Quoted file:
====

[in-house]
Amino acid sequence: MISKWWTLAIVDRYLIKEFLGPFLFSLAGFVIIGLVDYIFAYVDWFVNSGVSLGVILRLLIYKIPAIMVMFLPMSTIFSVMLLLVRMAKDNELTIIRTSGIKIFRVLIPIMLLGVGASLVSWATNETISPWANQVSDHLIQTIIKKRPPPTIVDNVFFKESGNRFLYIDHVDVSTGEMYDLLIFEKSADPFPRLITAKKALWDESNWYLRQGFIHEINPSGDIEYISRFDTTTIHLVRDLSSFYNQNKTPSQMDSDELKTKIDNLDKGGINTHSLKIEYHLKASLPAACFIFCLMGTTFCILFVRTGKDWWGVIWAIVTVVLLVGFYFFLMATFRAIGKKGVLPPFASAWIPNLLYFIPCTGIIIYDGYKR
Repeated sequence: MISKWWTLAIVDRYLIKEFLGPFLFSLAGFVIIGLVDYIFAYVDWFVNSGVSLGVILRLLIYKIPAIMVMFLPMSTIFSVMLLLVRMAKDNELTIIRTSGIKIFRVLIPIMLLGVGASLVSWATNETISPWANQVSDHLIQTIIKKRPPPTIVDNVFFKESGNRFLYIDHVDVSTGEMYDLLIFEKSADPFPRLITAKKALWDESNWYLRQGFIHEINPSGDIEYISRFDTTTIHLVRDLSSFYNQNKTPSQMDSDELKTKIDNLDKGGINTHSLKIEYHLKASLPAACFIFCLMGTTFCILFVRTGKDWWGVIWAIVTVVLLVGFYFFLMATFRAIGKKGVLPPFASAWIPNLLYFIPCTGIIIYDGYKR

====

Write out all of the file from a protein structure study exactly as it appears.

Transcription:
[in-house]
Amino acid sequence: MISKWWTLAIVDRYLIKEFLGPFLFSLAGFVIIGLVDYIFAYVDWFVNSGVSLGVILRLLIYKIPAIMVMFLPMSTIFSVMLLLVRMAKDNELTIIRTSGIKIFRVLIPIMLLGVGASLVSWATNETISPWANQVSDHLIQTIIKKRPPPTIVDNVFFKESGNRFLYIDHVDVSTGEMYDLLIFEKSADPFPRLITAKKALWDESNWYLRQGFIHEINPSGDIEYISRFDTTTIHLVRDLSSFYNQNKTPSQMDSDELKTKIDNLDKGGINTHSLKIEYHLKASLPAACFIFCLMGTTFCILFVRTGKDWWGVIWAIVTVVLLVGFYFFLMATFRAIGKKGVLPPFASAWIPNLLYFIPCTGIIIYDGYKR
Repeated sequence: MISKWWTLAIVDRYLIKEFLGPFLFSLAGFVIIGLVDYIFAYVDWFVNSGVSLGVILRLLIYKIPAIMVMFLPMSTIFSVMLLLVRMAKDNELTIIRTSGIKIFRVLIPIMLLGVGASLVSWATNETISPWANQVSDHLIQTIIKKRPPPTIVDNVFFKESGNRFLYIDHVDVSTGEMYDLLIFEKSADPFPRLITAKKALWDESNWYLRQGFIHEINPSGDIEYISRFDTTTIHLVRDLSSFYNQNKTPSQMDSDELKTKIDNLDKGGINTHSLKIEYHLKASLPAACFIFCLMGTTFCILFVRTGKDWWGVIWAIVTVVLLVGFYFFLMATFRAIGKKGVLPPFASAWIPNLLYFIPCTGIIIYDGYKR